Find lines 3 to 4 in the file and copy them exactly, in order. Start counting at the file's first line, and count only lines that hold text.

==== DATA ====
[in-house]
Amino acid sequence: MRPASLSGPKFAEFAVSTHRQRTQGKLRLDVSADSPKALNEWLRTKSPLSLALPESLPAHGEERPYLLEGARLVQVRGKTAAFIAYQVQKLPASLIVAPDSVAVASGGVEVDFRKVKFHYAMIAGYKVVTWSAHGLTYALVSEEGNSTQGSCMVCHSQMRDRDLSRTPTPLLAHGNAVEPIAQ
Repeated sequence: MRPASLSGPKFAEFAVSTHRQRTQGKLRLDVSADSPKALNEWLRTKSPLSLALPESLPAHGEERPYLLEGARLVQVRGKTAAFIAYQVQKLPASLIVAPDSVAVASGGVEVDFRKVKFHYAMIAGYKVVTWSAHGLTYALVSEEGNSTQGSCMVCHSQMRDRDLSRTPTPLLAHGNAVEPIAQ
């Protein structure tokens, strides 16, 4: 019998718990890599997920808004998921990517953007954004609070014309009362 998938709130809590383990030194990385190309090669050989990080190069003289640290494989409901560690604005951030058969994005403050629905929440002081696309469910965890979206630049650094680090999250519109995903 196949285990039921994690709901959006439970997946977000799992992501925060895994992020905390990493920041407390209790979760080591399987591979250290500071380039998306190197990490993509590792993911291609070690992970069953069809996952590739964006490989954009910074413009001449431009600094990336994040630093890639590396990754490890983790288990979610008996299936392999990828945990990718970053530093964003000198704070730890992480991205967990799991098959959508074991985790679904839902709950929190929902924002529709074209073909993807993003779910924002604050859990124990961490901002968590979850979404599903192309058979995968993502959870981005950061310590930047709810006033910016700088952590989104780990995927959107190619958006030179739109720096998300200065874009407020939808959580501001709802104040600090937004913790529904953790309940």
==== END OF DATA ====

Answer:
Repeated sequence: MRPASLSGPKFAEFAVSTHRQRTQGKLRLDVSADSPKALNEWLRTKSPLSLALPESLPAHGEERPYLLEGARLVQVRGKTAAFIAYQVQKLPASLIVAPDSVAVASGGVEVDFRKVKFHYAMIAGYKVVTWSAHGLTYALVSEEGNSTQGSCMVCHSQMRDRDLSRTPTPLLAHGNAVEPIAQ
């Protein structure tokens, strides 16, 4: 019998718990890599997920808004998921990517953007954004609070014309009362 998938709130809590383990030194990385190309090669050989990080190069003289640290494989409901560690604005951030058969994005403050629905929440002081696309469910965890979206630049650094680090999250519109995903 196949285990039921994690709901959006439970997946977000799992992501925060895994992020905390990493920041407390209790979760080591399987591979250290500071380039998306190197990490993509590792993911291609070690992970069953069809996952590739964006490989954009910074413009001449431009600094990336994040630093890639590396990754490890983790288990979610008996299936392999990828945990990718970053530093964003000198704070730890992480991205967990799991098959959508074991985790679904839902709950929190929902924002529709074209073909993807993003779910924002604050859990124990961490901002968590979850979404599903192309058979995968993502959870981005950061310590930047709810006033910016700088952590989104780990995927959107190619958006030179739109720096998300200065874009407020939808959580501001709802104040600090937004913790529904953790309940």